Four seats are up for grabs on the Pharr-San Juan-Alamo school board as a pair of candidates will compete for each one in the November general election.
Place 4 incumbent Jorge L. Zambrano will face challenger Heather Garza for his seat, while Jesus A. “Jesse” Zambrano will defend his Place 2 seat against Ruben Guajardo Jr.
Two newcomers, Celso Salinas and Cynthia A. Gutierrez, will vie for Place 7, which incumbent Jesus “Jesse” Vela Jr. has left undefended.
Vela filed to run against Place 6 incumbent Victor Perez, who is aiming to keep his post.
Incumbent Jorge L. Zambrano will attempt to defeat Heather Garza and retain his seat in the November election.
Zambrano, 32, is a Texas realtor and business owner who lives in San Juan.
A good deal of business acumen and a unique viewpoint make Zambrano the right candidate for Place 4, he says.
“I have a business finance degree and I’m currently working on my MBA at the University of Texas Rio Grande Valley. I think those two components make me qualified for the position. Diversity, the fact that I’m 32 years old, my age pretty much plays an important factor in the diversity of the board,” he said.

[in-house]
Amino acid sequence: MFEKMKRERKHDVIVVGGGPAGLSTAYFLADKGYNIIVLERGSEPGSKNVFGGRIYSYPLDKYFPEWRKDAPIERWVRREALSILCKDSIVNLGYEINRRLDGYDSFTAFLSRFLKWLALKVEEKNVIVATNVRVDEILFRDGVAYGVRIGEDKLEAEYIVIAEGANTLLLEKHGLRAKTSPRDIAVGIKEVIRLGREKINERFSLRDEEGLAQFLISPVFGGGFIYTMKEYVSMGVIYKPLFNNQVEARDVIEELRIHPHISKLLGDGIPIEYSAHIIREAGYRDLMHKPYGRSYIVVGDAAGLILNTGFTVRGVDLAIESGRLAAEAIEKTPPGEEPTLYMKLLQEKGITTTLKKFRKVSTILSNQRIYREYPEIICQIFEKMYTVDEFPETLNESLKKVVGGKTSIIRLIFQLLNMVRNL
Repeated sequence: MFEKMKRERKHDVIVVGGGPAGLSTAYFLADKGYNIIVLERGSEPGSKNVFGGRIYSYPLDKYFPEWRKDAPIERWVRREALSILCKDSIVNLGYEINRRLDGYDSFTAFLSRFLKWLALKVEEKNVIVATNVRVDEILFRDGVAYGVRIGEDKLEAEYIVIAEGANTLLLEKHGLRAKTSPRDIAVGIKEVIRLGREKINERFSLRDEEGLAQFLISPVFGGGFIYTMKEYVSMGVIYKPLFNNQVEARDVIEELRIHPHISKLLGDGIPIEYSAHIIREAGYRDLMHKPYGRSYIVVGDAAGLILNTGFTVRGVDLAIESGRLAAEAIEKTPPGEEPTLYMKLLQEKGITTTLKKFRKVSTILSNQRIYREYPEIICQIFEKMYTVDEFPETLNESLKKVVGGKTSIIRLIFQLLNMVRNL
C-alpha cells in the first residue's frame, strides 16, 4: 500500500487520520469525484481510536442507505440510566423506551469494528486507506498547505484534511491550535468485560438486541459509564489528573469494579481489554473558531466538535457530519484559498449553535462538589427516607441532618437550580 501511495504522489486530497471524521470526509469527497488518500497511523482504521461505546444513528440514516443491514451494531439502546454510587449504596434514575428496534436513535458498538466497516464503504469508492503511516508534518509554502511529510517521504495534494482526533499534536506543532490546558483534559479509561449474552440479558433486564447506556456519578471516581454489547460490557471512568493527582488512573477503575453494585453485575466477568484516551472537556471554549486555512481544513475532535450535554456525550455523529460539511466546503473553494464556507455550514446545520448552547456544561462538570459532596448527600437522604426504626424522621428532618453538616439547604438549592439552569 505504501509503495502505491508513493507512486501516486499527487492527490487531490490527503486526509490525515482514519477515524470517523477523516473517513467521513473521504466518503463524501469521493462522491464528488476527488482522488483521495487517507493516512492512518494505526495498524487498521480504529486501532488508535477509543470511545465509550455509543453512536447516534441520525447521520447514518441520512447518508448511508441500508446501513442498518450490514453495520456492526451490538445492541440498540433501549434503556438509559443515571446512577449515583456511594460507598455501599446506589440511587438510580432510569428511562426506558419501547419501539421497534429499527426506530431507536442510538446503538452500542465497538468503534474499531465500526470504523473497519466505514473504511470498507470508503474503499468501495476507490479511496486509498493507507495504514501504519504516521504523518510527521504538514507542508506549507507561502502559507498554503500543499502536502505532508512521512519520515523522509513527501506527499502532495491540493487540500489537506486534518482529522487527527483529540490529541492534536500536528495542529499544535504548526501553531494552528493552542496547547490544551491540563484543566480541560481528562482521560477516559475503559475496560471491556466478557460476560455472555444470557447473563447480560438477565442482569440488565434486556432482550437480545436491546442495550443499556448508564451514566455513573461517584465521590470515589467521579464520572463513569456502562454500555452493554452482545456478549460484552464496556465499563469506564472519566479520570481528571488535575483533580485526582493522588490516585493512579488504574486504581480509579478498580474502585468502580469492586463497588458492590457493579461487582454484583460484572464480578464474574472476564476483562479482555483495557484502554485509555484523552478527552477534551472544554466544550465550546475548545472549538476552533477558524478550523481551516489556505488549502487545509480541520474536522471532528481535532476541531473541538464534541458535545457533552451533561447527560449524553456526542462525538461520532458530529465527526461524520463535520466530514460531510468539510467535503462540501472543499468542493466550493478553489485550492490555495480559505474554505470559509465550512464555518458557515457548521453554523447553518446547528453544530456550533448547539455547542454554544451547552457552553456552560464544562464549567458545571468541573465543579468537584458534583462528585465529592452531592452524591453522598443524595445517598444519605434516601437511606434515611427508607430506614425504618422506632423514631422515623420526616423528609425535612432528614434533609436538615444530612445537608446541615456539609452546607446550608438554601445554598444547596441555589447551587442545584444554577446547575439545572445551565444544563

Zambrano says he would support the current direction of the district, as well as district administration and staff, if he wins another term.
“Just last year we went through the process of hiring a new superintendent and it is very important for us to continue moving the district forward, making sure that the teachers, that the administration and the students have everything that they need to ensure that they receive the best quality of education,” he said. “We need to keep supporting the superintendent, and honestly that’s my main priority at this point.”
Zambrano’s opponent, Garza, is a 42-year-old educator at Mercedes High School.
She says her 20 years of work in education give her the tools she needs to serve on the board.
“I feel my experience and background qualifies me to be a sound candidate for school board,” she said.
The unprecedented challenges of an unprecedented year would be Garza’s focus if elected.